In Projects, Shop Blog, Techniques

We may receive a commission when you use our affiliate links. However, this does not impact our recommendations.

Swedish Wall Shelf

By Dave Munkittrick

Here’s a charming shelf that’s small enough to fit on any wall and can
be built in an afternoon. It makes a great gift and it’s easy to make a bunch all at
once. While the design is based on a 19th-century Swedish-American clock shelf,
its use today is limited only by your imagination. Kitchen spice shelf, photo display shelf, knickknack shelf—it’s great for just about anything, except maybe encyclopedias!

You may also like…

Hallway Mirror

Floating Shelves

Free-Form Wall Shelf

Trace the outline of your template
onto the wood. Take advantage of grain
patterns around knots that follow the
shape of your piece.

Click on any image to view a larger version.

Cut out the pieces on the scroll saw. For
tight inside corners like this use what’s called a
“zero-radius” turn. Here’s how to do it: Cut all
the way into the corner, then rotate the
piece around the blade by letting
the teeth slowly nibble away
as you complete the turn. If
you’ve never done a zeroradius
turn before you can
always make relief cuts into
the corners to give your
blade more room.

Outline the shelf brackets onto the back of the wall panel. This will
show you exactly where to drill the pilot holes for the screws.

Drill and countersink pilot holes through the back panel and into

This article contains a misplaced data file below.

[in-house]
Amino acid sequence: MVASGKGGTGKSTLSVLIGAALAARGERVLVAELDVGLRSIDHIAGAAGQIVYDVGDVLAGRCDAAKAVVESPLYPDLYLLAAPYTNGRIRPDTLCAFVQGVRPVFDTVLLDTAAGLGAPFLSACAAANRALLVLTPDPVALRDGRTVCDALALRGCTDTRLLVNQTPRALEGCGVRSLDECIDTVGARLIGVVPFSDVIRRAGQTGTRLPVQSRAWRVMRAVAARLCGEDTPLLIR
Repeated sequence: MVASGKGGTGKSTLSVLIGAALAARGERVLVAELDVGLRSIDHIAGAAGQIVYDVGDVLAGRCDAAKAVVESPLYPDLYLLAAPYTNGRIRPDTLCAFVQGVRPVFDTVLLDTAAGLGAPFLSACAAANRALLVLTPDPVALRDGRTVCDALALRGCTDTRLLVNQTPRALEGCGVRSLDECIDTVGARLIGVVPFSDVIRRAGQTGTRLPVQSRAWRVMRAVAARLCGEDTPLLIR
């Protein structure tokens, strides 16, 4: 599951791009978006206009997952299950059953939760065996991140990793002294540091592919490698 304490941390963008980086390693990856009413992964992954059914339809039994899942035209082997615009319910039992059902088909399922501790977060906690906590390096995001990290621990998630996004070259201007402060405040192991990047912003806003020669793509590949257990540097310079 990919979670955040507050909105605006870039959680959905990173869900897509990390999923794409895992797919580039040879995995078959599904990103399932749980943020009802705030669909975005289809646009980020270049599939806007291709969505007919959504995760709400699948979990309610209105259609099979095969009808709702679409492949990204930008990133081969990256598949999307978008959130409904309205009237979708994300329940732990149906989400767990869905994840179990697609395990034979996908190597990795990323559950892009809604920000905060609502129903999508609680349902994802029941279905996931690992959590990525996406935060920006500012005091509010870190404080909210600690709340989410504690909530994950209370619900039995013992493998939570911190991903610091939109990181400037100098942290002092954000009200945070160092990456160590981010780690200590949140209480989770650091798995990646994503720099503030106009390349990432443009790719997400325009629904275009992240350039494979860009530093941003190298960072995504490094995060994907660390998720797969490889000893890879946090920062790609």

the shelf brackets. Use a second clamp to hold the assembly onto your
workbench. Use a square to help guide your drill and place the holes where
the brackets are widest.

Nail the top to the brackets with 3d finish nails.
Use a small hammer and tap (don’t drive) the nail
into the bracket. Use a nail set to countersink the
nail heads.

Clamp the valance onto the underside
of the top with spring clamps. Use a thin
bead of glue to minimize squeeze out. A
damp cloth can be used to wipe away any
excess glue before it sets.

This story previously appeared in American Woodworker February 2000, Issue #78.

Product Recommendations

Here are some supplies and tools we find essential in our everyday work around the shop. We may receive a commission from sales referred by our links; however, we have carefully selected these products for their usefulness and quality.

Recommended Posts

Start typing and press Enter to search